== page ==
[7]

T. D. Center, T. K. Van, M. Rayachhetry, G. R. Buckingham, F. A. Dray and S. A. Wineriter, et al., Field colonization of the melaleuca snout beetle (Oxyops vitiosa) in south Florida, Biological Control, 19 (2000), 112–123. Google Scholar

[8]

C. M. D'AntonioN. E. JacksonC. C. Horvitz and R. Hedberg, Invasive plants in wildland ecosystems: Merging the study of invasion processes with management needs, Frontiers in Ecology and the Environment, 10 (2004), 513-521.   Google Scholar

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J. W. Day, D. F. Boesch, E. J. Clairain, G. P. Kemp, S. B. Laska and W. J. Mitsch, et al., Restoration of the mississippi delta: Lessons from hurricanes katrina and rita, Science, 315 (2007), 1679–1684. doi: 10.1126/science.1137030.  Google Scholar

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N. IshshalomL. D. L. SternbergM. RossJ. O'brien and L. Flynn, Water Utilization of Tropical Hardwood Hammocks of the Lower Florida Keys, Oecologia, 92 (1992), 108-112.   Google Scholar

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D. M. Lieurance, Biomass allocation of the invasive tree Acacia auriculiformis and refoliation following hurricane-force winds, Journal of the Torrey Botanical Society, 134 (2007), 389-397.   Google Scholar

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S. M. Louda, Negative ecological effects of the musk thistle biological control agent, Rhinocyllus conicus, Nontarget Effects of Biological Control, Springer, 2000,215–243. Google Scholar

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L. McAlpine and S. Porder, Evaluation of a large-scale invasive plant species herbicide control program in the Berkshire Taconic Plateau, Massachusetts, USA, Conservation Evidence, 6 (2006), 117-123.   Google Scholar

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P. D. PrattM. B. RayamajhiT. K. VanT. D. Center and P. W. Tipping, Herbivory alters resource allocation and compensation in the invasive tree Melaleuca quinquenervia, Ecological Entomology, 30 (2005), 316-326.   Google Scholar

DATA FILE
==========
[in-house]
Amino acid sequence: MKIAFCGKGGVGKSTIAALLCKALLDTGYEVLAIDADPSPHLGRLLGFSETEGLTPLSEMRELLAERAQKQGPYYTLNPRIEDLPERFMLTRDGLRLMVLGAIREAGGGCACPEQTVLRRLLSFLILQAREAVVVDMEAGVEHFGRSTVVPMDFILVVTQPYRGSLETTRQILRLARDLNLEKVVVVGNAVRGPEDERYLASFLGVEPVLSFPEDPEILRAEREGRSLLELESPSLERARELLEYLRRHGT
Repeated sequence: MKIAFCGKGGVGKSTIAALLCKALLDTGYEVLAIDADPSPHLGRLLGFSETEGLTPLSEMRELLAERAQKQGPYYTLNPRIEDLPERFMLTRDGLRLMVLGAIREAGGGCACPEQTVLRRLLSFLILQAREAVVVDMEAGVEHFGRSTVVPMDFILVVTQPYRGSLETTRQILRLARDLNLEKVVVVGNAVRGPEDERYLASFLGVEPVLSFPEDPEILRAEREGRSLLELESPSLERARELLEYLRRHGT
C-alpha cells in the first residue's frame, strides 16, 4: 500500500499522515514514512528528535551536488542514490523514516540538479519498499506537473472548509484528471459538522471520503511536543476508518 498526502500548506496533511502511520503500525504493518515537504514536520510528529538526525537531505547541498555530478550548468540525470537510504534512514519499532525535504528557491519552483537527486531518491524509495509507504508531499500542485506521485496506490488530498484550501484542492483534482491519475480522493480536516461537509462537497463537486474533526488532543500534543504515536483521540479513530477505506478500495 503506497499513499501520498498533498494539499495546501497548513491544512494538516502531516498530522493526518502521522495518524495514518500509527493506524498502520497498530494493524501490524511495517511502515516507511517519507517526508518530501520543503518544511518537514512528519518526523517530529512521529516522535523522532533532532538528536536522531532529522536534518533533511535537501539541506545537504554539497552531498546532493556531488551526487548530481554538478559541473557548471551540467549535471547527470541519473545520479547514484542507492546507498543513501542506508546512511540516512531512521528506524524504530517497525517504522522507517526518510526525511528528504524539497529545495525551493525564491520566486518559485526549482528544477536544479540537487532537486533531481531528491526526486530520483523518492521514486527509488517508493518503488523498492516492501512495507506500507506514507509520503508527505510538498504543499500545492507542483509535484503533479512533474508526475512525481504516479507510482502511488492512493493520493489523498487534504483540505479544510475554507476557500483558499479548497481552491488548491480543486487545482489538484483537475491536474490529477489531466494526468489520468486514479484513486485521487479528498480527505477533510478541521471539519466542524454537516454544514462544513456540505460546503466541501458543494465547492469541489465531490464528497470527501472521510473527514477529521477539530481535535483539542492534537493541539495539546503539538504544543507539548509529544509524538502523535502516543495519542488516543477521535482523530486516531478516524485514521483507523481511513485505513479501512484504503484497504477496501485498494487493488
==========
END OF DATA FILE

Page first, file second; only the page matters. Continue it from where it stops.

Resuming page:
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M. B. RayamajhiP. D. PrattT. D. CenterP. W. Tipping and T. K. Van, A review of forest gap models, Climate Change, 51 (2001), 259-305.   Google Scholar

[19]

M. B. RayamajhiT. K. VanP. D. PrattT. D. Center and P. W. Tipping, Melaleuca quinquenervia dominated forests in Florida: Analyses of natural-enemy impacts on stand dynamics, Plant Ecology, 192 (2007), 119-132.   Google Scholar

[20]

L. Sevillano, The Effects of Biological Control Agents on Population Growth and Spread of Melaleuca Quinquenervia, Ph.D thesis, University of Miami, 2010. Google Scholar

[21]

L. SevillanoC. C. Horvitz and P. D. Pratt, Natural enemy density and soil type influence growth and survival of Melaleuca quinquenervia seedlings, Biol Control., 53 (2010), 168-177.  doi: 10.1016/j.biocontrol.2010.01.006.  Google Scholar

[22]

A. A. Sher, H. El Waer, E. Gonzalez, R. Anderson, A. L. Henry and R. Bierdon, et al., Native species recovery after reduction of an invasive tree by biological control with and without active removal, Ecological Engineering, 111 (2018), 167–175. doi: 10.1016/j.ecoleng.2017.11.018.  Google Scholar

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J. SnitzerD. Boucher and K. Kyde, Response of exotic invasive plant species to forest damage caused by Hurricane Isabel. Hurricane Isabel in perspective, Chesapeake Research Consortium Publication, 1 (2005), 5-160.   Google Scholar

[24]

J. ThompsonA. E. Lugo and J. Thomlinson, Land use history, hurricane disturbance, and the fate of introduced species in a subtropical wet forest in Puerto Rico, Plant Ecology, 192 (2007), 289-301.  doi: 10.1007/s11258-007-9318-5.  Google Scholar

[25]